Day 8, 23 April 2013, Nájera to Santo Domingo de la Calzada, 21 km

Just like buses – you wait for one for hours, and then three come at once! This is the first time we have had wifi for three days …….here’s one I prepared earlier…..

I was first up this morning at a few minutes before 6am and had the bathroom to myself which is a luxury. I then fumbled around in the dark for 20 minutes before others started to stir. Eventually six of the eight occupants in our room were up and also fumbling in the dark until I decided that the two odd-ones-out would have to put up with the lights. We didn’t get away until 7:30am. There was a steep climb out of the village and for the first time there are kilometre markers along the way. I am not sure if this is a good thing or not. We can see how far we’ve come, but also how far we have to go.

The snow capped mountains are back today, although we didn’t see them at all yesterday. The land in this area is very red and there are interesting rock formations.

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The landscape soon opens up to vast fields of grain, stretching as far as the eye can see, interspersed with vines.

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We reach the village of Azofra after 6km and stop for breakfast in a local cafe.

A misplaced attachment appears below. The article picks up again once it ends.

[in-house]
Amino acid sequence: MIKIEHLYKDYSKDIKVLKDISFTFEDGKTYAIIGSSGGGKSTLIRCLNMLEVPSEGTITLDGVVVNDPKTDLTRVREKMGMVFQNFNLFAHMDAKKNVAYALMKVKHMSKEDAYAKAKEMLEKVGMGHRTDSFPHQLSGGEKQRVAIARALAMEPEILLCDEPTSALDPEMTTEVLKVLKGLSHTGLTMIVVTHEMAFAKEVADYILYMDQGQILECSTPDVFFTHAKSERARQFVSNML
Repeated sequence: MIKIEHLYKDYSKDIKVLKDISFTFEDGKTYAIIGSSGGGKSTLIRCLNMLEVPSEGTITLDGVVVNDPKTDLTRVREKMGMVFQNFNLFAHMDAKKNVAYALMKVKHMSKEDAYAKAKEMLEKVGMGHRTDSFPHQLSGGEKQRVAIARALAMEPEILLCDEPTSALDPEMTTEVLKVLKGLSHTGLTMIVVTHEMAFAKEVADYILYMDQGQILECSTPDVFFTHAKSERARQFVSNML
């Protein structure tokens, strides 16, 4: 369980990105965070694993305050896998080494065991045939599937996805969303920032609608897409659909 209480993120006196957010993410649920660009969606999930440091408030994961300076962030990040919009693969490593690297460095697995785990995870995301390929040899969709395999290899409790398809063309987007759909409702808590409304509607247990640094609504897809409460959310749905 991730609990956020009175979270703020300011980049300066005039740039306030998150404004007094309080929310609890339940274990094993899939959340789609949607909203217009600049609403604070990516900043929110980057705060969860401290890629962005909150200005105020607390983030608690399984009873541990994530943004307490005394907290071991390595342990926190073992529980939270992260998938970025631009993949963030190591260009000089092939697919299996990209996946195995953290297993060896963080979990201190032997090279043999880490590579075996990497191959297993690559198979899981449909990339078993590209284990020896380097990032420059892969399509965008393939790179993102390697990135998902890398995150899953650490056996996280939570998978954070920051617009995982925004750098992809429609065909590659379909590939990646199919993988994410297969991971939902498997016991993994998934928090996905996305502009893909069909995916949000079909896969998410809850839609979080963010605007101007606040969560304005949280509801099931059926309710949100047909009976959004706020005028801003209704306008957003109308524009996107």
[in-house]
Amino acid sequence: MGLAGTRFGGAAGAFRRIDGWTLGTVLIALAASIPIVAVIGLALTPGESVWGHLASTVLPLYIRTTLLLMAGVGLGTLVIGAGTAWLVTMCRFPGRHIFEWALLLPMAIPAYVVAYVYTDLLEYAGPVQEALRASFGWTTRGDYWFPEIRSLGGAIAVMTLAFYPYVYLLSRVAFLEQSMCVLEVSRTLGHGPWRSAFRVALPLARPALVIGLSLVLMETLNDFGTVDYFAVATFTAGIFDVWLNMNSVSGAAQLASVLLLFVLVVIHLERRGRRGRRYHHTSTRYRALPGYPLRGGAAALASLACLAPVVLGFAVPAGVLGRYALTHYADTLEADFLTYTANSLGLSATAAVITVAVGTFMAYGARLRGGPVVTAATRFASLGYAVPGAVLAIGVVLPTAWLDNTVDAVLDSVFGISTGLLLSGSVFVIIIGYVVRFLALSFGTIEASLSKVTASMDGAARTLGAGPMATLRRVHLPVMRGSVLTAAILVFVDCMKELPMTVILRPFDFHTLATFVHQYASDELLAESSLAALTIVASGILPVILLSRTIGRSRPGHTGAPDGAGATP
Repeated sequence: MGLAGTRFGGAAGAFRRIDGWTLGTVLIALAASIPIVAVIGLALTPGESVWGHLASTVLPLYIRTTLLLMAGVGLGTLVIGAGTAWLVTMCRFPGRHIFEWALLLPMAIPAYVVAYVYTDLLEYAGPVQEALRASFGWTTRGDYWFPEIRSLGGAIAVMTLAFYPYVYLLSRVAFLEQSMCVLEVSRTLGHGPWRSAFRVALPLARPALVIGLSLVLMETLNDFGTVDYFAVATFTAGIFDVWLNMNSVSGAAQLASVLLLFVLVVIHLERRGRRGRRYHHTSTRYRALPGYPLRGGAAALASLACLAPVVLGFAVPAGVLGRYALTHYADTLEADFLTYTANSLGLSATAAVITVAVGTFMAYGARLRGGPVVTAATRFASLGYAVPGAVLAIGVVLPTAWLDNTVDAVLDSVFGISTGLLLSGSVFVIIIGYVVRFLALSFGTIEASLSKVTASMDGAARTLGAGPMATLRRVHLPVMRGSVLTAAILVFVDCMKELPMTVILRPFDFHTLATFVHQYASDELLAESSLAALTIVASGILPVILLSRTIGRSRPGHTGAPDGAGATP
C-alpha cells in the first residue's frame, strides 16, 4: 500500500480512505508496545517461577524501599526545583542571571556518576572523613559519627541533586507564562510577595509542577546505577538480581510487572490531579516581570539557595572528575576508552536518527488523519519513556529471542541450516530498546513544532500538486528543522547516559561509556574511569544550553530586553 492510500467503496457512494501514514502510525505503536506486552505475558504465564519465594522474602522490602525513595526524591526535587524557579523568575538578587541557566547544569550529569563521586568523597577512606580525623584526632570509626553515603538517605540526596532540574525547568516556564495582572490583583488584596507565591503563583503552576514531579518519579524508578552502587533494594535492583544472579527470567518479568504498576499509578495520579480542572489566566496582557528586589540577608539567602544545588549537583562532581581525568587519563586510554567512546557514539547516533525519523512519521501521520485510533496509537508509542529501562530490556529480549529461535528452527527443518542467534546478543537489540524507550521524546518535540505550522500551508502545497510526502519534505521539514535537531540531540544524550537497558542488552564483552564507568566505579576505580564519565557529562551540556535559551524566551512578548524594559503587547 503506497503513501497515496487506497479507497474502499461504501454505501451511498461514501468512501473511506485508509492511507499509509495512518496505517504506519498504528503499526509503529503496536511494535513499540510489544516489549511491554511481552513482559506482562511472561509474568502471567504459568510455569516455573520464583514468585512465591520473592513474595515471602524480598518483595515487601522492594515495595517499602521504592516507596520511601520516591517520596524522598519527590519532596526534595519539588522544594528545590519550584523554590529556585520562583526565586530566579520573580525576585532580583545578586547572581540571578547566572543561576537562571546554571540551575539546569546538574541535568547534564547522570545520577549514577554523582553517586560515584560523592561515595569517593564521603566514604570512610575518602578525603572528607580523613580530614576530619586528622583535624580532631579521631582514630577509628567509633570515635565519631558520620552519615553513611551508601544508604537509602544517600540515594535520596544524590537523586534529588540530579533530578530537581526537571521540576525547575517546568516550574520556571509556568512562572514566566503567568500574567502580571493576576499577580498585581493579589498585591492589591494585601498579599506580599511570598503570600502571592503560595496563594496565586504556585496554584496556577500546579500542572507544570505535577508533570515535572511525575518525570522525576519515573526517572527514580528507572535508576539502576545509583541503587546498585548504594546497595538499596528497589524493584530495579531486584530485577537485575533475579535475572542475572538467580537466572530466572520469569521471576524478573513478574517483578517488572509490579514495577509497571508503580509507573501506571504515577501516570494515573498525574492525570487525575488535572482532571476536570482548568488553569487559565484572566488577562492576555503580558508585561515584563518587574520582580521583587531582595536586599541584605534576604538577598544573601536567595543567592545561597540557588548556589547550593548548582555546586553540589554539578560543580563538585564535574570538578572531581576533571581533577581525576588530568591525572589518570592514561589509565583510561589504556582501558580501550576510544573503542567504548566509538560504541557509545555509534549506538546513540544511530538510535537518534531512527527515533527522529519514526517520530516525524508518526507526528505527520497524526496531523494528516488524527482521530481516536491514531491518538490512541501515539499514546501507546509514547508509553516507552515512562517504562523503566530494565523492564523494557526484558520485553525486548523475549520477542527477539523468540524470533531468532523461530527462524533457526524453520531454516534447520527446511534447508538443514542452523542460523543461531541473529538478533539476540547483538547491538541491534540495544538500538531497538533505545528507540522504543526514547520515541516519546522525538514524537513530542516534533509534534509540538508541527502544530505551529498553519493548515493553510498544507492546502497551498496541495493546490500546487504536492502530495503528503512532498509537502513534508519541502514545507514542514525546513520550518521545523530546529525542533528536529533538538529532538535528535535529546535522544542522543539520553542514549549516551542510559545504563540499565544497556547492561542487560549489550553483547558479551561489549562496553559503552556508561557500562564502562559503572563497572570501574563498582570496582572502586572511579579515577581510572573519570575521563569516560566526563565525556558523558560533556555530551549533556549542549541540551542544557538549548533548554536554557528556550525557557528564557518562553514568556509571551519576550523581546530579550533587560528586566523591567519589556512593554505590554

The way is marked by a variety of yellow arrows, painted on every surface imaginable, so it is difficult to go wrong.

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Today is fabulous. Bright blue sky, early sunshine, a light cool breeze – perfect walking conditions. Suddenly the tack improves from rough gravel and stone to a perfectly graded surface, and after a couple of kilometres I can see why the track is so very good – there is a compactor at work, but once I get beyond it, the track returns to a poor condition which is hard on the feet.

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Søren has decided to walk his own walk today, and left after Ella and me. Ella strides on ahead of me. She has developed a very strong pace and I find it difficult to keep up, but that is not a problem, we catch up every now and then for a break.